Let’s Talk About It: The Teen’s Guide to Sex, Relationships, and Being a Human
by Erika Moen & Matthew Nolan
“Let’s Talk About It,” published in 2021, is in the crosshairs of book banners. School libraries and, increasingly, public libraries are being asked to remove the book or require parental approval before allowing teenagers to check it out. The objections are the standard ones for sex ed books of this type: the images of naked people it contains are too graphic, as are its depictions of people engaged in various sex acts; the messages the text conveys about sex are too permissive and adult for the book’s intended teen audience.
The book is pretty much exactly what its title says it is: a teen’s guide to sex and sexual relationships. A lot of the advice it gives seems to presuppose we live in a West Wing & NPR-ish world where differences in sexuality and gender are normal and everyone’s fine with it. A world where boys and girls (or combinations thereof) can pair off and have honest, frank, and intimate conversations about their bodies and their sexuality, and then, with a partner’s consent and in a careful, caring, and responsible way, try out various sexual activities.
I don’t think teenagers have changed much from my day, nor have the pressures adults and most of all fellow teens impose on kids who are the least bit different. Different in appearance from what is perceived as normal, different in body type, different in feminine or masculine characteristics, different in sexuality … different in any damn way. To pretend that in the social pressure cooker of middle and high school one can be different, yet be understood and accepted and not bullied, is just not realistic. How to respond to and live with bullying and hate should have been one of the illustrated conversations in this guide.
Perhaps young people find it easier to talk about sex and sexuality among themselves these days. I suspect they don’t, though, and that they keep such thoughts private. But as a way to get important information across to teenagers, the conversational format of this guide, where boys and girls do sit down with one another for frank and intimate discussions of sex and sexuality, probably works. I wish we’d have had books like this when I was a teen.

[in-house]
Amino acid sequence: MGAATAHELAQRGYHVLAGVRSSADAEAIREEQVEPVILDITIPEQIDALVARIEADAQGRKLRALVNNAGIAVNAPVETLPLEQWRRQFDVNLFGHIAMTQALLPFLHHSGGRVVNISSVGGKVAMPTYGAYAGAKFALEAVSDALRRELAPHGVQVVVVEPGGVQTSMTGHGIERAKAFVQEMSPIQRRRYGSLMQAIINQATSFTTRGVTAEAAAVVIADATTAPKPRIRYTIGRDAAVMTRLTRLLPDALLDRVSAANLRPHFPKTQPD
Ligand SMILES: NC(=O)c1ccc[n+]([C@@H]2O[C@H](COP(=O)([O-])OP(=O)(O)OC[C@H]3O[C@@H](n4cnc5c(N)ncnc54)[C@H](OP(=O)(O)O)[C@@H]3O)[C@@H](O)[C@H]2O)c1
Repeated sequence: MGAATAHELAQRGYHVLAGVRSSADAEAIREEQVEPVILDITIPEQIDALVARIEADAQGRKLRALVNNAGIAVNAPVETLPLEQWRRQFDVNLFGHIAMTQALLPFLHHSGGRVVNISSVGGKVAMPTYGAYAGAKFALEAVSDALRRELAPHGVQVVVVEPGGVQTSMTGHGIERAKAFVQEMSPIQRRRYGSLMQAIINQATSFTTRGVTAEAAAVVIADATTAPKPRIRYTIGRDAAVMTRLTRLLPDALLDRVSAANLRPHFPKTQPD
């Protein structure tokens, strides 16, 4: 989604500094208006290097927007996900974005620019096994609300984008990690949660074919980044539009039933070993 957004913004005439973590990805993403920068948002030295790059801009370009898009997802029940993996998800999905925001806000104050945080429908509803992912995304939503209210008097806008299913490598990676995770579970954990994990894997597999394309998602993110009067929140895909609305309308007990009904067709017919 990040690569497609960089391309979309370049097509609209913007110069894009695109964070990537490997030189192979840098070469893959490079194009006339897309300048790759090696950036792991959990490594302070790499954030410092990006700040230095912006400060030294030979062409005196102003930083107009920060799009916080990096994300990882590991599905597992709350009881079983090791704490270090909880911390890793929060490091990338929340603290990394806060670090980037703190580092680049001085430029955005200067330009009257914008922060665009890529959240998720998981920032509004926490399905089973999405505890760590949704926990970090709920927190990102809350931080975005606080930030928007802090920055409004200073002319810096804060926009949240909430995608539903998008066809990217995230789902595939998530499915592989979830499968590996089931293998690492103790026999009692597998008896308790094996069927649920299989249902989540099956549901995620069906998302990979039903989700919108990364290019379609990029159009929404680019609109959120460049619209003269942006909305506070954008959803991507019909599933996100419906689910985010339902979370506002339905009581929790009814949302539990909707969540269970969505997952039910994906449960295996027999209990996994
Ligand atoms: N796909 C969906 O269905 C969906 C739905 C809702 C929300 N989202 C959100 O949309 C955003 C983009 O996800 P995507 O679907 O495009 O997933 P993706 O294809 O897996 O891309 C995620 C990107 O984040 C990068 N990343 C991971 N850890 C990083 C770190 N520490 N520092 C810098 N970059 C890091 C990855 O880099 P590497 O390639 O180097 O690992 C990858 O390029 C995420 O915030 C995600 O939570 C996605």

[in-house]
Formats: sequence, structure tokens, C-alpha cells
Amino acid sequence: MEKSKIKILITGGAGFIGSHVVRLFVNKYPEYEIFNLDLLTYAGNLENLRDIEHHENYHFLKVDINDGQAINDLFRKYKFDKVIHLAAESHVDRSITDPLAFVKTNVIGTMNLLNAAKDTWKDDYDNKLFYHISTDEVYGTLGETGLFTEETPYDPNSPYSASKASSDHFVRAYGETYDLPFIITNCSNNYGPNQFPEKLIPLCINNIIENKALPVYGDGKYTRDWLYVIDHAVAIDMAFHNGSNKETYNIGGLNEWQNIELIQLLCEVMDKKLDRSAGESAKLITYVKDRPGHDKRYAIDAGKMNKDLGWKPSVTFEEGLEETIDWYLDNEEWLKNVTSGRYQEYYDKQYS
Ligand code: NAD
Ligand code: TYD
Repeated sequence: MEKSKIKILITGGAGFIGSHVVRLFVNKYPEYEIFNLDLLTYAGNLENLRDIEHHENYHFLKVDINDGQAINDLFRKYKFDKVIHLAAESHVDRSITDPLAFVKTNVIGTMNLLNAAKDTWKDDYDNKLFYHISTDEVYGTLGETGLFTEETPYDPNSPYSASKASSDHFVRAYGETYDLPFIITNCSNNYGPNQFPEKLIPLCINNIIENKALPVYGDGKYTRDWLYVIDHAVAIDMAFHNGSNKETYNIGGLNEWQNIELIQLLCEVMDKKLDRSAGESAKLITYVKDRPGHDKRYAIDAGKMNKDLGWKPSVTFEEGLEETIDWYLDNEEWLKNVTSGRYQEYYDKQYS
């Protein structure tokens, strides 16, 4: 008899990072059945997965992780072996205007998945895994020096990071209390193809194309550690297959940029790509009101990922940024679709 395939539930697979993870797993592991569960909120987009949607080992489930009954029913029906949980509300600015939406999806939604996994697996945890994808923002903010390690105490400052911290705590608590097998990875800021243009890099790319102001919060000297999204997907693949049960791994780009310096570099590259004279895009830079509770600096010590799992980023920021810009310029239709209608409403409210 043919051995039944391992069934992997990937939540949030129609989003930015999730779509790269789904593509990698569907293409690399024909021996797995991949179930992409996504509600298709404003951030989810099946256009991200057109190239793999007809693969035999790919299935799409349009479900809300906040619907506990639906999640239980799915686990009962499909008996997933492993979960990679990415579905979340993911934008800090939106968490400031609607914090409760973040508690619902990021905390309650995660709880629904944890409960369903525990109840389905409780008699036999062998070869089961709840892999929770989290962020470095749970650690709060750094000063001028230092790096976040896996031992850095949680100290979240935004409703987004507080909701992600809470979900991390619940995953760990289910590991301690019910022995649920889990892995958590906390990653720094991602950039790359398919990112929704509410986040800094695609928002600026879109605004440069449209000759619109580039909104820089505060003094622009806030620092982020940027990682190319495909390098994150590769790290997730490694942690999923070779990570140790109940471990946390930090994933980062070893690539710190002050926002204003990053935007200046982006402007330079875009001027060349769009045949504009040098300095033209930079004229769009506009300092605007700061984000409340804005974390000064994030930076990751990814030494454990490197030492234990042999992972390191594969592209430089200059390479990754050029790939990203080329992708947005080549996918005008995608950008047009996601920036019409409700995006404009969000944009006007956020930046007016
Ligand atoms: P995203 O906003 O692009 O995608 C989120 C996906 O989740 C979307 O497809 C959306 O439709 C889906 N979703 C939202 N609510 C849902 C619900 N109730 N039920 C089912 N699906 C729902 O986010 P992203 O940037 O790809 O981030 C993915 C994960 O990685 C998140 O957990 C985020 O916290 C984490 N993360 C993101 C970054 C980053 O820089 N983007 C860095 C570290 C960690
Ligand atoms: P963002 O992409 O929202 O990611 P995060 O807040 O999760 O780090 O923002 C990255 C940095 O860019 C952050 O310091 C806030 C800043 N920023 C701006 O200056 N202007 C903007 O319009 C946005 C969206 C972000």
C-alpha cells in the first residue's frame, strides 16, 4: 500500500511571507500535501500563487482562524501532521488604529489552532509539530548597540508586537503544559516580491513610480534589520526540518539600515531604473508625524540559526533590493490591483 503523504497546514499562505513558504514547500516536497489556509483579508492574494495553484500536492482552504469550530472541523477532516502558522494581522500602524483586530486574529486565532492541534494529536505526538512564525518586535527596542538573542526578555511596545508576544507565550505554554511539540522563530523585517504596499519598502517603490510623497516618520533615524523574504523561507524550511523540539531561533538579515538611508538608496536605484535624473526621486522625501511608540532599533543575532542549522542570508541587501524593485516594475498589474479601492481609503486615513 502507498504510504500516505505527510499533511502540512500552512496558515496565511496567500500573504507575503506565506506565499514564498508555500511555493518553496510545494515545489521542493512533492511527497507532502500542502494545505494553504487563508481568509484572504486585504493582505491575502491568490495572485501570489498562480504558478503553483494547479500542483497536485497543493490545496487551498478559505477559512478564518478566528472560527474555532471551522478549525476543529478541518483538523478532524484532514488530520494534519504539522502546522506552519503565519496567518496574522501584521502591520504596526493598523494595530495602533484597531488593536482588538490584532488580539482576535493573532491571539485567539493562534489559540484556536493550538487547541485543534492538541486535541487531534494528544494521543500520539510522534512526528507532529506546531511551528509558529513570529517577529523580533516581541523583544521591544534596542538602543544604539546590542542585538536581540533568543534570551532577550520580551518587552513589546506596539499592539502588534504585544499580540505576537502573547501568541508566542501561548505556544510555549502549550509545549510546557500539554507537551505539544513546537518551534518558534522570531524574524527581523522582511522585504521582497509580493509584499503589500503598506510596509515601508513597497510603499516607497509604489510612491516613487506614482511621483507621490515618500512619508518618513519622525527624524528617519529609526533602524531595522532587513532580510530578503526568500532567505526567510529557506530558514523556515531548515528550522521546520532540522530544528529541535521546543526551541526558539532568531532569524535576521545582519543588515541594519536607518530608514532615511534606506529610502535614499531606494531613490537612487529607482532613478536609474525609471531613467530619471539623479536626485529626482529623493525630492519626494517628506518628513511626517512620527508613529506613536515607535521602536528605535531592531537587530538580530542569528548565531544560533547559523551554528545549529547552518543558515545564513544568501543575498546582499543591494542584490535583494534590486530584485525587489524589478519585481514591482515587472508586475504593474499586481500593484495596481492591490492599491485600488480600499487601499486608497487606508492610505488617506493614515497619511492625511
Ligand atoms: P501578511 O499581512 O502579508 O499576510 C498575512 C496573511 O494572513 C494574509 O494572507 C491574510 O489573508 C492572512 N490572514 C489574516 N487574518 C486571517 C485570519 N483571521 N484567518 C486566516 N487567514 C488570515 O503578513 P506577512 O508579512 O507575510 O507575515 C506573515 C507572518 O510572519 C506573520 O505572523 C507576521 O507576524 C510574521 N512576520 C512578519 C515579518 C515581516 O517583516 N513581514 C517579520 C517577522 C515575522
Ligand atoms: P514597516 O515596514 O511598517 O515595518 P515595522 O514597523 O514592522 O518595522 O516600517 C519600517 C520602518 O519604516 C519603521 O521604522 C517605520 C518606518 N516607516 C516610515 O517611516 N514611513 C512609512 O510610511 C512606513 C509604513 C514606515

I would not say the illustrations in this guide are pornographic, but many are explicit: naked people, detailed drawings of genitalia, even a few graphics depicting sex acts and toys. It goes way, way beyond the National Geographic photos of bare-breasted indigenous women boys of my generation whacked off to.
I honestly wouldn’t know how to debate a book-banning Karen waving around scanned pages of “Let’s Talk About It” at a school board meeting. I could argue that this is the kind of information teens seek, that we should encourage young men and women to learn about sex and sexuality before they start to engage in it themselves, and if some of the illustrations in this guide inspire kids to masturbate, so what, everyone does and it’s normal … but I’d be debating parents and prudes who believe the exact opposite, and I fear there’s no way to reconcile these differences.
Some reviewers argue that the authors soft-pedal the risks and consequences of sexually transmitted diseases. I say they soft-pedal the risks and consequences of coming out and/or expressing nonconforming sexuality or gender identity. I will also argue that they soft-pedal porn … they should have, at the very minimum, warned teens that what they see on porn sites differs vastly from what they’ll experience in real life, and that they shouldn’t expect their partners to want or enjoy many of the things actors do on screen.
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If you’re curious, here’s a screenshot of items the book-banning group Moms for Liberty finds objectionable in “Let’s Talk About It.” It’s widely shared and read aloud at school board and public library trustee meetings. Taken out of context as the references on the list are, some appear shocking … others laughably trivial.